I have spent my “quiet Sunday” largely doing chores.  I got up at about 6.45 this morning and since then, with breaks for breakfast and lunch, I have tidied, vacuumed, washed bathroom floors, cleaned, done three washes, shopped for food and car stuff, changed a light bulb in my car (not the simple job you’d expect), had lots of cups of tea, not one of which I’ve drunk while it was hot, yet still I have a long list of things to do.  Next on my list is the very messy job of transferring elderflower cordial into bottles and making a birthday tiramisu.  At least the tiramisu-making will allow me a few sponge finger treats!

                I don’t like doing chores on days off, I’d rather sneak the odd one in here and there so you almost don’t notice you’re spending time doing them.  Having got up early this morning, I did feel incredibly smug to have done so much before normal people would be out of bed though.  I work well in the morning, there was even a little part of me that quite enjoyed it.

However, I feel like I do far too many chores.  I have a notebook for To Do lists that is filling fast.  Why is there always so much to do?  I amaze myself that I get anything done as I have inherited lazy genes from somewhere down my family line – or maybe I am first generation lazy?

Now that I am sitting to write this, I fear my productivity levels have slumped along with my enthusiasm.  Right now, as reward for all my hard labour and for braving a big supermarket at Sunday lunch time, a hot mug of tea would go down a treat and perhaps a little snooze.

I often think about how privileged my generation and those younger than me are, we have so much equipment and technology to help us.  Yet still we have loads to do.  I suppose I could have a cleaner, do online shopping, take clothes to a laundrette … ah, yes, there is a way out.  But actually, I think I like some aspects of chores because there is usually a joyous sense of achievement at completing tasks or ticking off things to do on a list.  Plus, if I didn’t have such things to do I imagine I would be even more lazy than I am now, perish the thought.

I often think I would like to spend a month or so living like a Victorian.  I might just have managed three washes, a lengthy mangle session and hanging clothes out on the line in the time I’ve done all I have done today.  It shocks me that things I take for granted, like vacuum cleaners, washing machines, electric ovens, fridges, dish washers, kettles, etc didn’t used to exist, not to mention cars and an abundance of shops and groceries, all open on Sundays.  I am flagging big time now, I might manage the tiramisu then possibly a little nap!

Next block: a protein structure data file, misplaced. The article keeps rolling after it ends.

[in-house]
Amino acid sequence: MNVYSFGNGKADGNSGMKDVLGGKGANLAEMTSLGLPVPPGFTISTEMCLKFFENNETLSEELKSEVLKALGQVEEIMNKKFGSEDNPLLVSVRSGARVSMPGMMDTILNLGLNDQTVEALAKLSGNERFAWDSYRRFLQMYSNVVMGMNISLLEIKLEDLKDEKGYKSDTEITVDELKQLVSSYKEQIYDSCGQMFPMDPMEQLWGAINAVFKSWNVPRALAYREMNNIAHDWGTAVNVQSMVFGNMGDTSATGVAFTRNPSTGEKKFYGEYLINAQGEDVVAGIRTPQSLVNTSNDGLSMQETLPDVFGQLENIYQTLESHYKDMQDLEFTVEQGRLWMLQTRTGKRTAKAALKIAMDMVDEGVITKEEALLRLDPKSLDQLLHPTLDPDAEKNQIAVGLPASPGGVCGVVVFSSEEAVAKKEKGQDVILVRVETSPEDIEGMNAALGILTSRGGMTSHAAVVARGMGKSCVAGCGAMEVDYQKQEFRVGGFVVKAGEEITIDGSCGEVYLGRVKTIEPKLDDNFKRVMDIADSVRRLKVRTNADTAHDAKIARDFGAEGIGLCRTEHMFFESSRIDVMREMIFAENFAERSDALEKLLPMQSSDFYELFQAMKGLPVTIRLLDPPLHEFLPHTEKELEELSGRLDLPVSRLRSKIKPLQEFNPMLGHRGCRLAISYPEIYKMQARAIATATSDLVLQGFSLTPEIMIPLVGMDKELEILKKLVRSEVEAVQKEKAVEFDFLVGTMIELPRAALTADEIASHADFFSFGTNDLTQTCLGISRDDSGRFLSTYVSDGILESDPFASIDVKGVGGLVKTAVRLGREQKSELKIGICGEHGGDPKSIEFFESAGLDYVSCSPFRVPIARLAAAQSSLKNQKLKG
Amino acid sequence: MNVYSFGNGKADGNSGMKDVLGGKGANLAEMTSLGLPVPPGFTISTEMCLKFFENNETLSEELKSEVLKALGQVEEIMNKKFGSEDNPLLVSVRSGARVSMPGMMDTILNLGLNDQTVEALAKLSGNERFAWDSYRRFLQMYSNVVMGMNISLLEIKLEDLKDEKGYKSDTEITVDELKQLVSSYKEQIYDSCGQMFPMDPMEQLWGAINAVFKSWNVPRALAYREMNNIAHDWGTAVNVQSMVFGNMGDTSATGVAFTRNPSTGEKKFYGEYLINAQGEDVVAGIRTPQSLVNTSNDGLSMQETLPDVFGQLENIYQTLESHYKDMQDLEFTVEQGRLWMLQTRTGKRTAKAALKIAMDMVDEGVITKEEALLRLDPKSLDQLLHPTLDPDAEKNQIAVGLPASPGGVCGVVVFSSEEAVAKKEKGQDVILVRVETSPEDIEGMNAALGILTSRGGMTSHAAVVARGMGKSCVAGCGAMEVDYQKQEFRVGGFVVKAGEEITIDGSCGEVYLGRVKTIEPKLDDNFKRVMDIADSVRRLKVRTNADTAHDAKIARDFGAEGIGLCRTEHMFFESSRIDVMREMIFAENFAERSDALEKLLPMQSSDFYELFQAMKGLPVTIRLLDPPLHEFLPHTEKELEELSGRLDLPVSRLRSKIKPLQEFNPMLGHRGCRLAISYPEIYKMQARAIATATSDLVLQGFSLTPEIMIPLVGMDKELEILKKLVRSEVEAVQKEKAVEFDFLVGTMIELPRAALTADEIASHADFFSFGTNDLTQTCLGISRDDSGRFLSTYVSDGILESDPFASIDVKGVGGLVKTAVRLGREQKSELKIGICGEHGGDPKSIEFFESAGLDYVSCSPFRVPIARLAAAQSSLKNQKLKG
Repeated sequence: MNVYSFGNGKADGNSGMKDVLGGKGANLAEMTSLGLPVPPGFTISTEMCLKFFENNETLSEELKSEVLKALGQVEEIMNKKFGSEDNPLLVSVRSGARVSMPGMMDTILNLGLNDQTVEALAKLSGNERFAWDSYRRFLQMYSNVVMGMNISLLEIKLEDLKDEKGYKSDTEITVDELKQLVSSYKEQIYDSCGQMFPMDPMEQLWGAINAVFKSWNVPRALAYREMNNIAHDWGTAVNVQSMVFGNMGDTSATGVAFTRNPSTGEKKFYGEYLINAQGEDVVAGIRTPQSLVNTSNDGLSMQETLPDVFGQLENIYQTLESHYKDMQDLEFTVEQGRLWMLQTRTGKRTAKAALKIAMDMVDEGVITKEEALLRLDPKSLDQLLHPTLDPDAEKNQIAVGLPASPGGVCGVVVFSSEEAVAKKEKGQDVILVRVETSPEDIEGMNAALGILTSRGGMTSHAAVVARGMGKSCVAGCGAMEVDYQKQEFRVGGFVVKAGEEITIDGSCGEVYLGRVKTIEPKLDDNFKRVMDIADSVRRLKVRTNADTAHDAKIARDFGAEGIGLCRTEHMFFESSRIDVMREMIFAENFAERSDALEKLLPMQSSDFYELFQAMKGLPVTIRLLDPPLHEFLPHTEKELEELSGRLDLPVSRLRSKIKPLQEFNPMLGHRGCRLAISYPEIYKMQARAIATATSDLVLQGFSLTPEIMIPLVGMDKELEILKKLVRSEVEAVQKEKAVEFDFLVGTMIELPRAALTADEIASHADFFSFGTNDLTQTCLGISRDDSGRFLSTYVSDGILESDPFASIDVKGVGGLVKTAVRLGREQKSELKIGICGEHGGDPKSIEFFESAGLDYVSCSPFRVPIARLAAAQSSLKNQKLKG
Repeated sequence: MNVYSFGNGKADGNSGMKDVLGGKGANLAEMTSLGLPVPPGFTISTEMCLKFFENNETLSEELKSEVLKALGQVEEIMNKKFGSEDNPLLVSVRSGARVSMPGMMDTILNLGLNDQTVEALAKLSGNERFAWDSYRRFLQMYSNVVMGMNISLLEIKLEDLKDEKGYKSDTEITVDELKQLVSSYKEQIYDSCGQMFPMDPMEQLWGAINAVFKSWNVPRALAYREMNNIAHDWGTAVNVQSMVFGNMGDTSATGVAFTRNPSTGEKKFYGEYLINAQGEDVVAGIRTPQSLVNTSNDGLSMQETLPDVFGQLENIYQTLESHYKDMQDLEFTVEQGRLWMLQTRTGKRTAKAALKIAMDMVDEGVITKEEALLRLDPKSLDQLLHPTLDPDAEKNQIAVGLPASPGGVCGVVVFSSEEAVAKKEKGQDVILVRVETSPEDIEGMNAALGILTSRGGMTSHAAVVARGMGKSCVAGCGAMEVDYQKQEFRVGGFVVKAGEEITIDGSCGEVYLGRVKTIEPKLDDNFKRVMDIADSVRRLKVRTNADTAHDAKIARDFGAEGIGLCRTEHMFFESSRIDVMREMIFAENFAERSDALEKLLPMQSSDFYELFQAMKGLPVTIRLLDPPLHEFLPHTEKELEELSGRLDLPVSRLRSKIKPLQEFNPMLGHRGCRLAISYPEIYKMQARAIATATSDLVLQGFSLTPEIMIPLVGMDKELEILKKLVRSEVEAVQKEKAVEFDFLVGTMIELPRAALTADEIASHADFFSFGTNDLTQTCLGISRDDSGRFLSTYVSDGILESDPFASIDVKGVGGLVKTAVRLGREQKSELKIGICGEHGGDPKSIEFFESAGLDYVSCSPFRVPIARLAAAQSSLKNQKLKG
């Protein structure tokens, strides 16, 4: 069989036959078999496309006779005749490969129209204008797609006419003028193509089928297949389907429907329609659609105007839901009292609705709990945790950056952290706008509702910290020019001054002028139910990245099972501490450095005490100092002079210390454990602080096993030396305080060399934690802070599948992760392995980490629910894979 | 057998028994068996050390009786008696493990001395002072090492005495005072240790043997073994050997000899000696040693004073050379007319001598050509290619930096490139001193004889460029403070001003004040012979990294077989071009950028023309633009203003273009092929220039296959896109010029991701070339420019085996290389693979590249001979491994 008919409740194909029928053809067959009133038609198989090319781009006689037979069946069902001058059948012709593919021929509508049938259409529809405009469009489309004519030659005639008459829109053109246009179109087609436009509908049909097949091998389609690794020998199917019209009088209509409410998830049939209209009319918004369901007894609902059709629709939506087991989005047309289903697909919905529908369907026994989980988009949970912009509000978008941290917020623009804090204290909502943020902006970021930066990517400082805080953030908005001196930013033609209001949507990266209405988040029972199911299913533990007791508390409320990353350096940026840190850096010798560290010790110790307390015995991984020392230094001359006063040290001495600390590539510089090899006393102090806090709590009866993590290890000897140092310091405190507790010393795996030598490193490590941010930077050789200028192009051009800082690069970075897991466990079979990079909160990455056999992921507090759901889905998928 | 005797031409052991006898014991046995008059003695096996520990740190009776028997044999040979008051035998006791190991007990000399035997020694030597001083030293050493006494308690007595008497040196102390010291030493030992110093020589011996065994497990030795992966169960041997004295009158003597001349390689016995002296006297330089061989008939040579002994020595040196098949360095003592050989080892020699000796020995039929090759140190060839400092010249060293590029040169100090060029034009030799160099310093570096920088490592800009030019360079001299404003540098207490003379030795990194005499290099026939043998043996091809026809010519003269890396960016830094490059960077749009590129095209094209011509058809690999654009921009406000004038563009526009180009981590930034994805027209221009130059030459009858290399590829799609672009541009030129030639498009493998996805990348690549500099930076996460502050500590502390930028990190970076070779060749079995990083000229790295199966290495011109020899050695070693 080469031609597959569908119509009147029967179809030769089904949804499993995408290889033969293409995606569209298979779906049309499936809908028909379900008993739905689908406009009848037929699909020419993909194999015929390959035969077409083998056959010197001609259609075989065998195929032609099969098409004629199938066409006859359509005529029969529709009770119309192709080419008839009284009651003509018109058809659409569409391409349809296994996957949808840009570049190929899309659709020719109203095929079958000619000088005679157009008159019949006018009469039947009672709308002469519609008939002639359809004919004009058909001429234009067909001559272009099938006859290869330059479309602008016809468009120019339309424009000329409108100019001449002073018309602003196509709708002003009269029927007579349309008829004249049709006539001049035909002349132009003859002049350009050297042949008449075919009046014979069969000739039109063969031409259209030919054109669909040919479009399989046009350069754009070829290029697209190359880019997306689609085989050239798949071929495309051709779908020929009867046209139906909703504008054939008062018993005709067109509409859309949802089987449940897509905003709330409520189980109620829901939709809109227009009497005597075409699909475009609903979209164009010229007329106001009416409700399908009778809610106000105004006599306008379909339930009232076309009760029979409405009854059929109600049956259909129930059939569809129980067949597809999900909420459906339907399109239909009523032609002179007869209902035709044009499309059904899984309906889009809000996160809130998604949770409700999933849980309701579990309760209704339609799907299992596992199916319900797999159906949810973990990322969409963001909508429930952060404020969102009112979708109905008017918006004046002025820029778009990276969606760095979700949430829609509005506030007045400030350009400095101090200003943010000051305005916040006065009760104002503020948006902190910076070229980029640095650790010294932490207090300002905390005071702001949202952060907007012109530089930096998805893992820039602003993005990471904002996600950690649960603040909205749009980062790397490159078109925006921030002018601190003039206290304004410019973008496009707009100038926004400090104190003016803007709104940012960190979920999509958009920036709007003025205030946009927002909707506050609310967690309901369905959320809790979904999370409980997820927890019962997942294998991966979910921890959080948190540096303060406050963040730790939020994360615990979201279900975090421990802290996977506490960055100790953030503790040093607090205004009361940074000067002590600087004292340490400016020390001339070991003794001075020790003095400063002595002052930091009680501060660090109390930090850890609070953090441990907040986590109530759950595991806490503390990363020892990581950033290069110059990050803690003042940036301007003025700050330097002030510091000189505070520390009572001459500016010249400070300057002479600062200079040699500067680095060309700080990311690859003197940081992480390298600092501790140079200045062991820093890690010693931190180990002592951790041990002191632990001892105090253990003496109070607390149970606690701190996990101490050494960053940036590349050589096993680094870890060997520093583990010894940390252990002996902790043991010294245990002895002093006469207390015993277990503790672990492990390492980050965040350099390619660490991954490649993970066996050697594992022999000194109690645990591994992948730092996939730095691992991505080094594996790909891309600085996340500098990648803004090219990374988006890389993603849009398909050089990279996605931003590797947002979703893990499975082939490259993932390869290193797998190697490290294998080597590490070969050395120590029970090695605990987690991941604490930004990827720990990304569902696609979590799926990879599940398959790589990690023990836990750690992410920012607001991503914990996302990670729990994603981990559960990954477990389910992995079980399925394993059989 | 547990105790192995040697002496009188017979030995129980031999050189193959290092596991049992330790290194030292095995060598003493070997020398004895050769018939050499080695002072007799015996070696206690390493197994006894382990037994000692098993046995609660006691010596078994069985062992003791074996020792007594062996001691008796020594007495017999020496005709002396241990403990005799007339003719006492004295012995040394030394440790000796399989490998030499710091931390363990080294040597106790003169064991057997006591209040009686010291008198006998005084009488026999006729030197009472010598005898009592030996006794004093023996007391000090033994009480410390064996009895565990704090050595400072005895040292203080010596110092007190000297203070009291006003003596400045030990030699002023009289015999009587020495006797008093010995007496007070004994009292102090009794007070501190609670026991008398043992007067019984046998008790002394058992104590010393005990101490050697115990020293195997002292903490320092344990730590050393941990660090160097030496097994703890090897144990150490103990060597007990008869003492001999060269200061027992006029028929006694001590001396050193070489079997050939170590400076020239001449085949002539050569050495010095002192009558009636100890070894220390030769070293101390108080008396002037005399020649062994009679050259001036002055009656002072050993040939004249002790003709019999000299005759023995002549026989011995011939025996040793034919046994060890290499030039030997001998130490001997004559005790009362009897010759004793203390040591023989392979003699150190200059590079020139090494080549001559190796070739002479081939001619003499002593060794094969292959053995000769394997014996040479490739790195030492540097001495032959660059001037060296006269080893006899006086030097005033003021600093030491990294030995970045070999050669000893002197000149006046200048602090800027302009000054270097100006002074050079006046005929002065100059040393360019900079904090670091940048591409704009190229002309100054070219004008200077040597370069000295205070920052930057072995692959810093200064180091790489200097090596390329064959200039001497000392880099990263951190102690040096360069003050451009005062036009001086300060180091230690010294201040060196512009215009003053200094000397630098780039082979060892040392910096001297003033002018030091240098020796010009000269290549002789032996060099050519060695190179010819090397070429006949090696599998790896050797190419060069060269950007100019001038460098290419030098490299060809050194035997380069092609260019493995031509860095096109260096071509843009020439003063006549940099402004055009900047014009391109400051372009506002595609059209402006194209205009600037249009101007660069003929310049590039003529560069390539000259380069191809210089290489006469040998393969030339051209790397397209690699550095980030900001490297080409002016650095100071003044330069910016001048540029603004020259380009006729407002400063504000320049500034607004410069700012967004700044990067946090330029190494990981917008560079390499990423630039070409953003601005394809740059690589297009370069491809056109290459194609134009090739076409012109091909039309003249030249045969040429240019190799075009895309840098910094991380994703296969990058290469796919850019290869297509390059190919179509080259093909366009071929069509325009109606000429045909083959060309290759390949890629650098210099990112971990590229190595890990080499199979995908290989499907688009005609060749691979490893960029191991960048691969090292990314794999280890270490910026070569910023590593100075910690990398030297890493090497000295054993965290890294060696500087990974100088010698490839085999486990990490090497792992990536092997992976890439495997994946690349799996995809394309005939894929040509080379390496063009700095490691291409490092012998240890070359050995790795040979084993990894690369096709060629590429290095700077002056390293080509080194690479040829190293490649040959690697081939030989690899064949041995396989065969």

Between April and December I regularly think about doing my tax return, it is a burdonsome niggle.  Last year I sent my tax return off in May, but still had jolts of, “Agh, I’ve got to do my tax … oh, I’ve done it” for the rest of the year.  I hate sorting receipts and paperwork, I mean really, really hate doing it.  I also don’t enjoy discovering that my annual earnings have been going down each year for the past few years.  Can someone (me) learn to be organised with money and financial paperwork, having displayed no obvious signs of having such tendencies?
I have a pile of receipts from the past year, relevant paperwork largely in the same area and a “special” book for writing receipt info in (I tried Excel but it wasn’t without issues and I’m sure it took a lot longer than my pen and paper approach).  As I think about it, I feel quite stressed.  Every year, after spending either a day (if I have a whole free day ahead of me, littered with tea breaks and all diversions that present themselves) or a series of days surrounded by papers and an air of chaos, I get it all sent out (I have an accountant to make it easier for me, but it’s this stage that I find the worst, but being self-employed and renting accommodation having an accountant is almost necessary – does that sound like an excuse?!).  I then create a system for receipts, bank statements, etc, and for up to three months I am organised.  Then suddenly it stops, well I stop.  Oh, I’m getting myself all wound up now just thinking about it.
Believe it or not, with my trusty “To Do List notebook” filling fast, I am very organised.  It’s just over my own finances that I am a disaster.  I used to be a credit controller and took unexpected delight in sorting out other people’s finances, it’s just my own I can’t deal with.  It often niggles me that I suspect my financial paperwork carnage is a reflection of my irresponsible attitude towards money.  I don’t have debts, not even a mortgage, but earning potentially vastly different amounts each month means I spend what I earn, but it takes me a few months to adjust to meagre or non-existent salary months.  Sometimes, the thought of addressing my spending and seeing outgoings v incomings, horrifies me.  I like to know enough not to go overdrawn, but no more.  How, how, how do you change the financial habits of a lifetime?  All this came to a head when I thought about buying a car that would render me £450 a month worse off for four years.  No, no, no.  Big no.
I have never had a regular monthly salary and I am wondering if this would be key to saving and being a more responsible spender.  My first jobs were temp jobs, then EFL teaching (paid per day’s work but with overtime, unpaid days off, etc, etc, that wasn’t regular) and then this crazily paid job.  Turning 37 I have had a vague acknowledgment that I am nearer 40 than 30.  By the time I’m 40 I want to have savings and be more in touch with my spending.  I might even think about getting a pension!
A month today will be the last blog entry for me in my six-month challenge.  I should make that last post a recap of things I’ve said I’ll do, etc, over the previous six months.  My tax return WILL be done and sent by then and a new, effective system of financial organisation will be in place.  Yikes!  That scares me almost as much as the day of impending horror, of being surrounded by receipts and invoices and bank statements …